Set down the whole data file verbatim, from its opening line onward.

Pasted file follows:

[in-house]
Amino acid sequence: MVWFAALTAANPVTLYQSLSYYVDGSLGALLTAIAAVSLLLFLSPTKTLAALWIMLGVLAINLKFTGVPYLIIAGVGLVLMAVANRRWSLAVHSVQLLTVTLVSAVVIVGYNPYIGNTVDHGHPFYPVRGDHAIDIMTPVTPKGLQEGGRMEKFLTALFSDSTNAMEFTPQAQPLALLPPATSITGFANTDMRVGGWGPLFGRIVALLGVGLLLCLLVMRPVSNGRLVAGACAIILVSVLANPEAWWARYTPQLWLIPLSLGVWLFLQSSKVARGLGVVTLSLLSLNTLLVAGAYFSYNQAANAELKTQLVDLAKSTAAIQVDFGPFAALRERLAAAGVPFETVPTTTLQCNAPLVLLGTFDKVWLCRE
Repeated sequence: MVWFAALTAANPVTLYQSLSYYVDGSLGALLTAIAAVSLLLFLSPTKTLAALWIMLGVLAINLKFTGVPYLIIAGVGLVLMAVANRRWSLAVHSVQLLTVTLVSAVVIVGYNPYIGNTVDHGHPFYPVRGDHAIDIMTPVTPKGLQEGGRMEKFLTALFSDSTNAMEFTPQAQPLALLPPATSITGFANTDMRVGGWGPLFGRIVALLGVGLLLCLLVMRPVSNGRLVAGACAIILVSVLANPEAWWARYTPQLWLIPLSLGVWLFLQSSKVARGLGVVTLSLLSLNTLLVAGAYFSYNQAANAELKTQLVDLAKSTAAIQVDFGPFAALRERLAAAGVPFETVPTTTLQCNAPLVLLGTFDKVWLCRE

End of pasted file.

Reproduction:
[in-house]
Amino acid sequence: MVWFAALTAANPVTLYQSLSYYVDGSLGALLTAIAAVSLLLFLSPTKTLAALWIMLGVLAINLKFTGVPYLIIAGVGLVLMAVANRRWSLAVHSVQLLTVTLVSAVVIVGYNPYIGNTVDHGHPFYPVRGDHAIDIMTPVTPKGLQEGGRMEKFLTALFSDSTNAMEFTPQAQPLALLPPATSITGFANTDMRVGGWGPLFGRIVALLGVGLLLCLLVMRPVSNGRLVAGACAIILVSVLANPEAWWARYTPQLWLIPLSLGVWLFLQSSKVARGLGVVTLSLLSLNTLLVAGAYFSYNQAANAELKTQLVDLAKSTAAIQVDFGPFAALRERLAAAGVPFETVPTTTLQCNAPLVLLGTFDKVWLCRE
Repeated sequence: MVWFAALTAANPVTLYQSLSYYVDGSLGALLTAIAAVSLLLFLSPTKTLAALWIMLGVLAINLKFTGVPYLIIAGVGLVLMAVANRRWSLAVHSVQLLTVTLVSAVVIVGYNPYIGNTVDHGHPFYPVRGDHAIDIMTPVTPKGLQEGGRMEKFLTALFSDSTNAMEFTPQAQPLALLPPATSITGFANTDMRVGGWGPLFGRIVALLGVGLLLCLLVMRPVSNGRLVAGACAIILVSVLANPEAWWARYTPQLWLIPLSLGVWLFLQSSKVARGLGVVTLSLLSLNTLLVAGAYFSYNQAANAELKTQLVDLAKSTAAIQVDFGPFAALRERLAAAGVPFETVPTTTLQCNAPLVLLGTFDKVWLCRE